Tie One On for Patients


In my experience these are the common complaints by residents who want to come to work tie-free and some simple rebuttals if you, as I do, wish to see future male psychiatrists adorning neckwear

“Many of our patients are already struggling to find the line between reality and fantasy. Don’t make it more difficult for them.” My appropriately attired Residency Program Director said this on our first day while projecting the image of a woman from the waist down wearing a skirt that worked very hard-but ultimately failed-to make it to the middle of her thigh.

For the men in my program, the length of skirt a woman wears to the hospital is generally a non-issue, but the question of whether to wear a tie is an ongoing debate. As the supervisor for the medical students who rotate on the psychiatry clerkship at our hospital, I require that male students wear ties and believe that all men training in psychiatry should wear ties when performing their clinical responsibilities.

In my experience, these are the common complaints by residents who want to come to work tie-free and some simple rebuttals if you, as I do, wish to see future male psychiatrists adorning neckwear:

Wearing a tie is uncomfortable. This is one of the easiest arguments to rebut. When a patient comes to a hospital, her first thought should not be “Thank G-d, I have to come to the hospital where my doctor appears really comfortable!”

The patient’s first impression before any verbal communication should be, “My doctor looks like a professional and will likely guide my care professionally.” The tie is by far the most uncomfortable article of clothing. And far from being a reason to discard it, it is good reason to allow ourselves to be embraced by it. By sacrificing our own personal comfort, we inspire confidence from the people who look to us for help and relief by letting them know their comfort is most important.

Wearing a tie is unsafe for patients. On the basis of studies that show dangerous bacteria can be cultured from the neckties of some physicians, there could be some merit to this argument in the general medical hospital, although the author of the leading study on this topic has stated, “There is no direct evidence to implicate neckties in the transmission of infection to patients.”1

Regardless, with the exception of situations in which the psychiatrist is required to do a physical exam, you are not practicing good psychiatry if your tie is regularly rubbing up against multiple patients in the course of a day. On the occasion that a psychiatrist is required to do a physical exam, he can simply remove the tie for the exam or tuck it into his shirt.

Wearing a tie is unsafe for psychiatrists. The reasoning behind this statement is that a patient may become violent, grab the physician’s tie, and use it as a choking device. Flaws in this reasoning begin with its offensiveness to the overwhelming majority of psychiatric patients who are far more likely to be the victim of an assault rather than its perpetrator. Further, if this logic is applied by the psychiatrist working on an inpatient unit, he must consider whether he is creating an environment that is safe in general.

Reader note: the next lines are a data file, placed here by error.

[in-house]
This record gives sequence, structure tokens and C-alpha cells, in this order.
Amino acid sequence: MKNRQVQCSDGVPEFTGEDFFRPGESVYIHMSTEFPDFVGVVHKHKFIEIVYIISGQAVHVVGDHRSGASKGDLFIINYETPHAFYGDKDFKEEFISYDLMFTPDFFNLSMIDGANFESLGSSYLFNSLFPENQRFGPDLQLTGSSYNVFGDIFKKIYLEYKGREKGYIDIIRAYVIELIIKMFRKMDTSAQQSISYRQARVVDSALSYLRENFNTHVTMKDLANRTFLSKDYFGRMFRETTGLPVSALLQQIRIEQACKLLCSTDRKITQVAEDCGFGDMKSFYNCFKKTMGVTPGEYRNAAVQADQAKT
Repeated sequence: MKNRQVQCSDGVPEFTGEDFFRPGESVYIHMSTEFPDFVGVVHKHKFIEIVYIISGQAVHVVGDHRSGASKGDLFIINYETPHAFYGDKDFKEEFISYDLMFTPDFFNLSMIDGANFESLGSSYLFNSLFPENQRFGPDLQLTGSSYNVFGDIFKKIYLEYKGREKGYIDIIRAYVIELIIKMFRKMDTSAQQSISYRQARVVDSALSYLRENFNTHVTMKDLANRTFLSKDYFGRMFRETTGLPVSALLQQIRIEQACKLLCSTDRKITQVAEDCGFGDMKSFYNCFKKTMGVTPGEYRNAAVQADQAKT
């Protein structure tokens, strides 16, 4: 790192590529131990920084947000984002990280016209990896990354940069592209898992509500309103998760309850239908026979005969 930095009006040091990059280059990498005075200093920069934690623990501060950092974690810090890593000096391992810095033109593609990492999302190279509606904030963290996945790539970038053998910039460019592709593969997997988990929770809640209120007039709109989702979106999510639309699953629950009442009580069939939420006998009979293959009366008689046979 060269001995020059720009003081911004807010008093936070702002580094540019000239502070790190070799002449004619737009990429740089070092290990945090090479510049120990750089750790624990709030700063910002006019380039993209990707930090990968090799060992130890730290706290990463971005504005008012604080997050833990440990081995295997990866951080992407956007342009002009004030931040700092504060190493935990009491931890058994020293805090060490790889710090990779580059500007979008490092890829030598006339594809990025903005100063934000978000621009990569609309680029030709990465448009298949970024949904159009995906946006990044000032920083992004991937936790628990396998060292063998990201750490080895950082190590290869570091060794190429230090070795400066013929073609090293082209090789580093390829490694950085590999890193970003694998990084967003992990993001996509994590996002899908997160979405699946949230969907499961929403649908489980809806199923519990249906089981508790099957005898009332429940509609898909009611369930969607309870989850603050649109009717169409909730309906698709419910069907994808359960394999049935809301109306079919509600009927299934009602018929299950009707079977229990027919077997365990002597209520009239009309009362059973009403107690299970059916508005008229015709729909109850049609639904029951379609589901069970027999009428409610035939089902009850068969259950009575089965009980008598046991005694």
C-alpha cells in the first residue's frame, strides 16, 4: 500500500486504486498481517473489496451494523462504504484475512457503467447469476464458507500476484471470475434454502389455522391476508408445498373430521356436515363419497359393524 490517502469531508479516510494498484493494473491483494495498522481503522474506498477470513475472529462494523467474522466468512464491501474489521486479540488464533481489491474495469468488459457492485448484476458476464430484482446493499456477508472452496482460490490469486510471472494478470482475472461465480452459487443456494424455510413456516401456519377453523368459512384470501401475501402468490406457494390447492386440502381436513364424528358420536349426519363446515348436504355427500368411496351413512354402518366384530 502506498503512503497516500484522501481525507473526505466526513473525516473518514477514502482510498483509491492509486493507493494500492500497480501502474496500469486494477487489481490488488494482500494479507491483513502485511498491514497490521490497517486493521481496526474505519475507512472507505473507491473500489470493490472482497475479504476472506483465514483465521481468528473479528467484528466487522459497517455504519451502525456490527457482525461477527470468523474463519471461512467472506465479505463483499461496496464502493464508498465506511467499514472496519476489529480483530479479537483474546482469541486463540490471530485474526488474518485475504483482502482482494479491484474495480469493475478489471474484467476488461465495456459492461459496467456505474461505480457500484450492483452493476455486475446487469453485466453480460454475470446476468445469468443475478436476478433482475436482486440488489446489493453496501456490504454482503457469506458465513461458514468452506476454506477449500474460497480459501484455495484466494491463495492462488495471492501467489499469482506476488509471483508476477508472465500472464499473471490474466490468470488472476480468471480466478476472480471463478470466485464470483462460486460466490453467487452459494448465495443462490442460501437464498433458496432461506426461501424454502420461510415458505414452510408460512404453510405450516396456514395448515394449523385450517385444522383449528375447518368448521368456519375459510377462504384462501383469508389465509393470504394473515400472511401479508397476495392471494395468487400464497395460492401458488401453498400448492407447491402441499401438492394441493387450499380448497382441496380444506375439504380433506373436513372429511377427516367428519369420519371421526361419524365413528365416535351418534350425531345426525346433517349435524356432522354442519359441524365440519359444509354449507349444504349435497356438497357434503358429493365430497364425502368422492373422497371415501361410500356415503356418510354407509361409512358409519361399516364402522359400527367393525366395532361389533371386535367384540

Although choosing to forego wearing a necktie may prevent harm to his person, what about the 20 or so other patients who are spending 24 hours a day in a locked unit with this potential menace? This argument also falsely assumes that the person who wishes to do the physician harm will just decide to move on if his chosen target is not wearing a tie. In the unfortunate and (I hope) rare occurrence that a patient requires seclusion or restraints because of agitation, removing one’s tie is certainly appropriate while managing and assessing this patient’s acute agitation.

Wearing a tie is no longer required for successful men in contemporary society. This argument is often accompanied by asking me to consider images of billionaire innovators such as Steve Jobs or Marc Cuban. I have a difficult time refuting this argument (see exemptions below).

I do accept there are certain few psychiatric trainees who should be exempt from wearing neckwear.

•Following the Steve Jobs–Marc Cuban argument, I have developed the “billionaire-genius exemption.” If you are a billionaire and a genius, I will defer to your judgment on the tie/no tie question and likely seek investment advice from you. Thus far, I have not required any of my billionaire genius medical students who prefer to go tieless to wear one.
•The innately dangerous clinical setting: While training in forensics, one’s work may frequently bring one into contact with known violent individuals, during which the psychiatrist is often involved in a role that may be perceived as adversarial.
•The carotid massage excuse: When I was interviewing for medical school, one of my interviewers began by apologizing for not wearing a tie and explained that he has heart trouble. After several syncopal episodes, his cardiologist determined that the cause was his closed-neck shirts massaging his carotid arteries, thereby lowering his blood pressure. If wearing a tie is likely to result in syncope by a well-described and documented mechanism, you are certainly encouraged to forego wearing one.

Even as residents, we are all privileged to tremendous responsibility in the care of our patients. Let us all work together to make sure they see us as adequately dressed for this role.

Reference1. Bhattacharya S. Doctors’ ties harbour disease-causing germs. New Scientist. May 24, 2004. http://www.newscientist.com/article/dn5029-doctors-ties-harbour-diseasecausing-germs.html. Accessed February 13, 2012.

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